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Horticultural movement

Shiv Rawal | Chandigarh |

The nationwide farmers’ protests seeking implementation of the Swaminathan Commission report have kept the BJP government at the Centre led by Narendra Modi on its toes.  BJP governments at the Centre and states in a bid to assuage the farmers  held conferences involving progressive farmers, scientists, economists, policy makers, representatives of farmers’ unions and stakeholders in the government including politicians and officials to mull over how to double farmers’ incomes by 2022.

Giving up traditional crops to focus on crop diversification, according to the market’s need, is among the prominent suggestions made by the government to farmers. The agitating agriculturists, generally marginal farmers, are in no mood to pay attention to such advice as it is a long process to achieve success.

However, there is a category of cultivators that does not believe in waiting for the government to fulfill its promise of doubling their income. Haryana has several such progressive farmers who by shifting to horticulture from traditional crops are making more money.

One such agriculturist is Kamaljit Singh of Ambala district’s Kot Kachhua village whose family adopted horticulture in 1995, sowing vegetables on 30 acres of land. At present he is cultivating 40 acres through plastic cover low tunnels and micro irrigation earning up to Rs 1-1.5 crore annually from vegetable crops.Kamaljit Singh believes that hard work and horticultural techniques helped him achieve this success. Among the vegetable crops he grows are potatoes, green chilli, muskmelon, cucumbers, cauliflowers and onions. According to Haryana’s Horticulture Department, inspired by Kamaljit, nearly 450 farmers in his block have switched to horticulture by sowing vegetables on around 1200 acres.

Another such famer is Vikram Singh of Saipura of the same district who started by cultivating chillies merely on six Kanals (approx 0.75 acre) earning Rs 50,000 to 75,000. At present, Vikram is cultivating various vegetables on 12 acres of land by adopting mulching, stretching and low-tunnel methods earning Rs 15-20 lakh annually.According to him, the output of chillies in one acre goes up to 200 quintals while in the case of coriander, it is 60 quintals per acre. These crops are sent to the markets of the National Capital Region, he said. His success story has inspired nearly 30 more farmers in his locality to adopt horticulture crops.Surender Singh of Durana village, who began with horticultural crops on only one acre of land in 1974,  is now cultivating vegetable crops in 24 acres, making Rs 30-35 lakh per year.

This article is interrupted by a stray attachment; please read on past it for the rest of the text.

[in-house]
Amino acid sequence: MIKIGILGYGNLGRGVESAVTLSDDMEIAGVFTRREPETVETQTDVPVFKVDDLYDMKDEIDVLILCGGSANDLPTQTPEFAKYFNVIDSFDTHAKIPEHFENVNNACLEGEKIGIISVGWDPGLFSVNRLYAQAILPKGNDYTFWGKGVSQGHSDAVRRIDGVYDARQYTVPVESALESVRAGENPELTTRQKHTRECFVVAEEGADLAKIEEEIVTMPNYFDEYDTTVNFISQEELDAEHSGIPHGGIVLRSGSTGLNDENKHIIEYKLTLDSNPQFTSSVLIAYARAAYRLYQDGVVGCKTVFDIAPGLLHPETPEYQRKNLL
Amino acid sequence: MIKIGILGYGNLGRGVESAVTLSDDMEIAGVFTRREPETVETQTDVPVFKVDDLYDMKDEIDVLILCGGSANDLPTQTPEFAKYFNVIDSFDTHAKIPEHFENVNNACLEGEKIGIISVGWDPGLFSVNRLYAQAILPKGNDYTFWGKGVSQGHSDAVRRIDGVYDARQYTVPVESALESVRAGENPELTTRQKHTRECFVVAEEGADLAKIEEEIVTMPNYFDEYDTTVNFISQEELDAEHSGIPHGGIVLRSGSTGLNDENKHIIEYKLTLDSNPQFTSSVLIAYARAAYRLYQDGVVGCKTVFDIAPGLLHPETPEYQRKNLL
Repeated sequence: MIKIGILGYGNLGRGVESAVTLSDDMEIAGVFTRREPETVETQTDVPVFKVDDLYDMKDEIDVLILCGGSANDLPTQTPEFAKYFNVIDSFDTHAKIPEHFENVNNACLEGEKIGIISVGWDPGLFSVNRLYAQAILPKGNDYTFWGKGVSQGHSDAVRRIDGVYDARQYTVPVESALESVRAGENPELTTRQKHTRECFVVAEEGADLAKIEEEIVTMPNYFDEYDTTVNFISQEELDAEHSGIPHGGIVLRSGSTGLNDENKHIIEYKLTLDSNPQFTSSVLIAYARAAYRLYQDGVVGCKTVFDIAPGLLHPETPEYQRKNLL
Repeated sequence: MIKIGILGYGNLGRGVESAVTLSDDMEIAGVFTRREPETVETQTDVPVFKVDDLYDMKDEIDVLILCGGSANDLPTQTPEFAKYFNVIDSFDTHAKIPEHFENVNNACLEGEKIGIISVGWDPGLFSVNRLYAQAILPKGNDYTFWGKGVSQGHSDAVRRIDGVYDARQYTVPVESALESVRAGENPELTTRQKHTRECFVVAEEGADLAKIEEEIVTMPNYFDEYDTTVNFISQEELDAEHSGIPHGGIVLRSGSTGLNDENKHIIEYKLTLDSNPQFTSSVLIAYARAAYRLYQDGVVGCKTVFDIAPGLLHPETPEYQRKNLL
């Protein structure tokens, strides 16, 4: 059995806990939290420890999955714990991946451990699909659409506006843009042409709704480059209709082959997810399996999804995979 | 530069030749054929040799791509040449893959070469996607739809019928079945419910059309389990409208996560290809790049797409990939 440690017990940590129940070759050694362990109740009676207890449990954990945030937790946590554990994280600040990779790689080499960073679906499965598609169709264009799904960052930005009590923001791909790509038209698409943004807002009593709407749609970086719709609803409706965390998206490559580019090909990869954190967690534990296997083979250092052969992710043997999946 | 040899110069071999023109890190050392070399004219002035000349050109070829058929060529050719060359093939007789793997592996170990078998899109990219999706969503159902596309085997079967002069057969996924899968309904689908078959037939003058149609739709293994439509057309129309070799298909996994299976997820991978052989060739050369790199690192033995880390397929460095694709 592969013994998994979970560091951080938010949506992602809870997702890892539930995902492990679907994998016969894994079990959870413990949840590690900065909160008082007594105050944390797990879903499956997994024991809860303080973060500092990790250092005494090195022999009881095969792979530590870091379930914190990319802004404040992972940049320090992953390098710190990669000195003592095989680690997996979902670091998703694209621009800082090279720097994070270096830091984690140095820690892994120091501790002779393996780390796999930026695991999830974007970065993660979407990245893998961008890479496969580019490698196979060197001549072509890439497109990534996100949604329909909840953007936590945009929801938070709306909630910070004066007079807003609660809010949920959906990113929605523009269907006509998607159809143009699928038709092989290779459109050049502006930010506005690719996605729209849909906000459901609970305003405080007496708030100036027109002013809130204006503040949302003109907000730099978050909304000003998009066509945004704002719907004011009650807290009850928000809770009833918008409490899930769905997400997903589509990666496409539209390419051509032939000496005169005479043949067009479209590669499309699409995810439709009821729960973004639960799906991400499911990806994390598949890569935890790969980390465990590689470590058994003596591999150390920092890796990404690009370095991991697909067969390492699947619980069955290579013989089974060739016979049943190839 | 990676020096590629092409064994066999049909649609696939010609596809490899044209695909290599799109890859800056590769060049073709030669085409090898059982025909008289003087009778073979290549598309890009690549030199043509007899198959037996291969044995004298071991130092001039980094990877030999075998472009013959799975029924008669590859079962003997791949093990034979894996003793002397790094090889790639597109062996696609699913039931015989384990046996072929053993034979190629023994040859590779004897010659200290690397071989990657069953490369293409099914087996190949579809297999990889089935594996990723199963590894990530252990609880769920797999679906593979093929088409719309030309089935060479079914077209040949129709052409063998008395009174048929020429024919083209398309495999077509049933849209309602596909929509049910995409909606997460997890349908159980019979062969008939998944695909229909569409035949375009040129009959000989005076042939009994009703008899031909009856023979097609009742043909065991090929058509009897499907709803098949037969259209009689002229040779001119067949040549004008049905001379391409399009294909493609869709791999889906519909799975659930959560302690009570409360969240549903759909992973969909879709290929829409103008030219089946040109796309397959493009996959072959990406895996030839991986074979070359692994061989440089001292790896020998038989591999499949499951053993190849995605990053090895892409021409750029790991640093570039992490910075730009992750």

He says that during the old days, when he began horticulture, potato and gourd used to be the prominent vegetable crops. However, these days there is a lot of variety to help the farmers  earn more money. Instead of continuing with traditional crops, farmers should switch to the vegetables and other horticulture products, promoting micro irrigation, he said.

Likewise, Jagmohan Singh of Kongpura village, after his retirement from the Irrigation Department last year, started horticulture on two acres of land and within a year has expanded to five acres.

Jagmohan is earning Rs 8-10 lakh per annum from his five acres under horticulture and has planned to bring more of his land under the ambit of horticultural cultivation in coming years as he owns more than 30 acres of land. Jagmohan mainly grows sweet corn, marigold and papaya.

He said his son, who has returned after completing his education abroad, has also shown interest in horticulture as it is a beneficial business.

Haryana Agriculture and Farmers Welfare Minister Om Parkash Dhankar believe that by adopting crop diversification, farmers can earn more profits and increase soil fertility. He said that Haryana’s proximity to the National Capital Region (NCR), gives the farmers of the state a potential market to sell their fresh produce daily.

Describing Haryana as a bowl of foodgrains, he said the state government also wished to make the state a bowl of fruits, flowers, vegetable and fisheries.  Dhankar said the Haryana government has aimed at doubling farmers’ income and to help them meet the demand for fresh fruits, vegetables and flowers, milk, milk products and poultry products in the NCR through peri-urban agriculture.

For this, the state government is setting up an international vegetable and fruit market on over 500 acres at Gannaur in Sonepat district while a flower market is coming up at Gurgaon to boost horticulture farming in the state, he added.

Dhankar said as there were new challenges in the agriculture sector, the government had initiated the process to prepare farmers to adopt new concepts like peri-urban agriculture, climate-smart agriculture and give impetus to adoption of organic farming and micro-irrigation, besides marketing and branding of agricultural productsThere are certain categories of farmers, including sugarcane growers and horticultural farmers who have gross per acre annual income up Rs 1 lakh but the government wants all kinds of farmers in agri and allied sectors to have a per acre annual gross income of more than Rs 1 lakh, he added.